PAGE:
Obviously we can define anything to be anything in math if we really want to because nothing about axiomatic logic prevents us from doing so, but that doesn't mean we should.

20171007, 02:33 PM (ISO 8601)
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20171007, 03:20 PM (ISO 8601)
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20171007, 03:42 PM (ISO 8601)
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20171007, 03:53 PM (ISO 8601)
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20171007, 04:06 PM (ISO 8601)
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Re: Zero divided by zero
Eh, what is being called P here is basically the coefficients of a Laurent series (the same way the dual numbers I mentioned earlier are basically Taylor expansions), and its very useful there in that if you have harmonic functions with some particular set of poles, lots of things about that function are specified strictly by the poles and you can basically ignore everything else  the same way that a static electric field is specified only by the locations of the charges and contained no other independent information. That has lots of useful consequences for applied math purposes and provide efficient ways to solve inhomogeneous Laplace equations, which crop up everywhere in physics.
I wouldn't be surprised if something like this would show up if you squinted at matched asymptotics as well, since there you need a way to say 'these two functions behave the same at infinity' or 'these two functions behave differently at infinity'.
So IMO they actually solve a lot of things.Last edited by NichG; 20171007 at 04:08 PM.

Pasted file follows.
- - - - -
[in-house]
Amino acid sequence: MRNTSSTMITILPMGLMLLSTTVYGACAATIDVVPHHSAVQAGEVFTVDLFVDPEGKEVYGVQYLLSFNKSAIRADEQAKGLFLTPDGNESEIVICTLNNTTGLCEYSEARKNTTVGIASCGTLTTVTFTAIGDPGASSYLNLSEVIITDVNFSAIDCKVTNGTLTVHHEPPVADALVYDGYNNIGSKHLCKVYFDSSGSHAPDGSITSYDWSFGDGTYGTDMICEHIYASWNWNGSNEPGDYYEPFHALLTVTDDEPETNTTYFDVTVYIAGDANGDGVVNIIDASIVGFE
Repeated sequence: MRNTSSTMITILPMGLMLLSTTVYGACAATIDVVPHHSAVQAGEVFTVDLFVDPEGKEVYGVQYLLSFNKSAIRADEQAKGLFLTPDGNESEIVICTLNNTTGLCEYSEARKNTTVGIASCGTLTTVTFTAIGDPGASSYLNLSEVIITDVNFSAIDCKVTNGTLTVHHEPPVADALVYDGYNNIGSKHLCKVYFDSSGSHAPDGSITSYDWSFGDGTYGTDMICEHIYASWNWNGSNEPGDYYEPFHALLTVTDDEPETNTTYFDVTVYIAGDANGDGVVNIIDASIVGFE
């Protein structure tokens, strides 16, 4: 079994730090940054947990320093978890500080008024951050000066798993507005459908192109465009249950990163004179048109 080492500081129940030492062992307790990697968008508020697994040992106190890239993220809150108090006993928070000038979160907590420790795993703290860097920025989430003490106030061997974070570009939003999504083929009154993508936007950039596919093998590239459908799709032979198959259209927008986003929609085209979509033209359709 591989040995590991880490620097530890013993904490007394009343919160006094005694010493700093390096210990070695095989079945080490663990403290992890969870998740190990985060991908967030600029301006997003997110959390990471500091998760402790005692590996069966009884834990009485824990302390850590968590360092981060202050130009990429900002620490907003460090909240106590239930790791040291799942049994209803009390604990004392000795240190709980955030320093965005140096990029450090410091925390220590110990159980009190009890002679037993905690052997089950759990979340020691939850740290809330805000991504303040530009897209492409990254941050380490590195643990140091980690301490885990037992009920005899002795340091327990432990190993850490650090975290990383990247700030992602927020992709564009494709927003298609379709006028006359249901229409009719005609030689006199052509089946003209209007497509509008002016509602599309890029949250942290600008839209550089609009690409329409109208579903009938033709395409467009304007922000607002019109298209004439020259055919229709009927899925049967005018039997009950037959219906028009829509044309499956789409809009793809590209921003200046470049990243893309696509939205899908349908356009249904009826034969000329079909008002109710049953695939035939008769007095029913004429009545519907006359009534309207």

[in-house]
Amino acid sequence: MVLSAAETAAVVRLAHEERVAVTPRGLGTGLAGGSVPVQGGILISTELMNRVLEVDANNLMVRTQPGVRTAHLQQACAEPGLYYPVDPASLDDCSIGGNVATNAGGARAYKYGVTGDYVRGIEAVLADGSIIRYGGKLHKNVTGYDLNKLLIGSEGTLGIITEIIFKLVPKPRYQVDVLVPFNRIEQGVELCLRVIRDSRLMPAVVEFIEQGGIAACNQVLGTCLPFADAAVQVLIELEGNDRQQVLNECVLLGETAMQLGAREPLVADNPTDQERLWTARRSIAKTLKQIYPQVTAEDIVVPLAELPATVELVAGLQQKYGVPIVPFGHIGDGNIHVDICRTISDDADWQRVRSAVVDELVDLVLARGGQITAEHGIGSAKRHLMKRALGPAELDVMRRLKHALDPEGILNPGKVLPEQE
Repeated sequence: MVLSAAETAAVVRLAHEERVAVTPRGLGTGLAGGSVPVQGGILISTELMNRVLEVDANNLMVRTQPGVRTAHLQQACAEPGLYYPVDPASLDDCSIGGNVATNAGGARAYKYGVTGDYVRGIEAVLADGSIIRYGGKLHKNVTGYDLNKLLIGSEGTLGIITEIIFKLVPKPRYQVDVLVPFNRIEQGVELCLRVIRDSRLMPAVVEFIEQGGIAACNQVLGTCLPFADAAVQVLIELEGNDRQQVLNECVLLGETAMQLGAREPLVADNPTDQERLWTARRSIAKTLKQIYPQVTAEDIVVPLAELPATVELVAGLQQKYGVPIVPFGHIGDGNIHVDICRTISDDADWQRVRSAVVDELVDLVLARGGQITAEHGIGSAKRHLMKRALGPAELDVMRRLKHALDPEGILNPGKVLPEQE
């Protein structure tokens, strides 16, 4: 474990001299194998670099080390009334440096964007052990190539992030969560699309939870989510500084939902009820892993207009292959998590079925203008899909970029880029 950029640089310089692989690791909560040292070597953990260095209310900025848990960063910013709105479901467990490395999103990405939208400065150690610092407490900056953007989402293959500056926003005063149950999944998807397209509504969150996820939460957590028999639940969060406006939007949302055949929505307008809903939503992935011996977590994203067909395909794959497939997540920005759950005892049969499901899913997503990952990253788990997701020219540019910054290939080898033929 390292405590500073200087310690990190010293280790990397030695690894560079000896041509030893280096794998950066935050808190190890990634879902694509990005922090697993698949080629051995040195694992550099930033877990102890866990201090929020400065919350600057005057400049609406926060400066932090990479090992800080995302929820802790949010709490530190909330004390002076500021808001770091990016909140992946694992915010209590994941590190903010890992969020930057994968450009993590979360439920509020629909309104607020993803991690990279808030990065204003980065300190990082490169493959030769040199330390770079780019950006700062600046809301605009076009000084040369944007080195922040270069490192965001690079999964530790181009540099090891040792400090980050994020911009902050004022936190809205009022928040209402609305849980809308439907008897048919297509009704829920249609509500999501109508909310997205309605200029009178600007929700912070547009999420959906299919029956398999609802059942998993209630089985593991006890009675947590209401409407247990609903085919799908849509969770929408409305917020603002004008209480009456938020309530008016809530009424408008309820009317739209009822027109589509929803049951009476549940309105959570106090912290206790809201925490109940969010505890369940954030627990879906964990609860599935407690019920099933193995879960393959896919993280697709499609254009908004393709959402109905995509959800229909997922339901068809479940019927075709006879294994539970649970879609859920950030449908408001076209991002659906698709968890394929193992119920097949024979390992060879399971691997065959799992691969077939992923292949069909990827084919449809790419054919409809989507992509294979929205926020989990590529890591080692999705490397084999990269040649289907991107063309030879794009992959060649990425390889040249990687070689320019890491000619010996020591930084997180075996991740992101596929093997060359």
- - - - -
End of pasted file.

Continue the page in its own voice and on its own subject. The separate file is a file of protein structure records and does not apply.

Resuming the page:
20171007, 04:41 PM (ISO 8601)
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Re: Zero divided by zero
Being basically the same thing and being the same thing are different.
It is fair, though, that I forgot to give a fair hearing to the projectively extended real line despite that I definitely looked it up earlier in this thread (I don't remember if I actually posted about it). That one actually defines an infinity term such that a/0 = infinity for nonzero a.

20171007, 05:06 PM (ISO 8601)
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Re: Zero divided by zero
Being precise, what's being called P here is the coefficient of the 1/z term in the Laurent series, as 'epsilon' in dual numbers is the coefficient of the z term in the Taylor series. So for example, if I'm doing a contour integral on some function f(z), the value of that contour integral is proportional to the integral over the interior of the P part of f(z). This is usually written in a different way, as Cauchy's integral formula.

20171009, 11:44 AM (ISO 8601)
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20171009, 12:18 PM (ISO 8601)
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Re: Zero divided by zero
By that definition, sine, cosine, and tangent are not functions, which they quite clearly are. We're going to need a different definition. F(x) = x^{2} also would not be a function, and ... wait. You said if and only if each input results in one result, not that no result can have more than one input. Okay, so according to your definition F(x) = a and/or b is not a function, while G(x) = a and G(y) = a is a function. I can get behind that.
ThriKreen Ranger/Psionicist by me, based off of Rich's A Monster for Every Season

20171009, 01:18 PM (ISO 8601)
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Re: Zero divided by zero
There are things called branch points that complicate this definition. For example, the complex function log(z) = log(z) + theta(z) * i
If you do a contour around zero, every time you go around you pick up a 2 pi i

20171010, 03:23 AM (ISO 8601)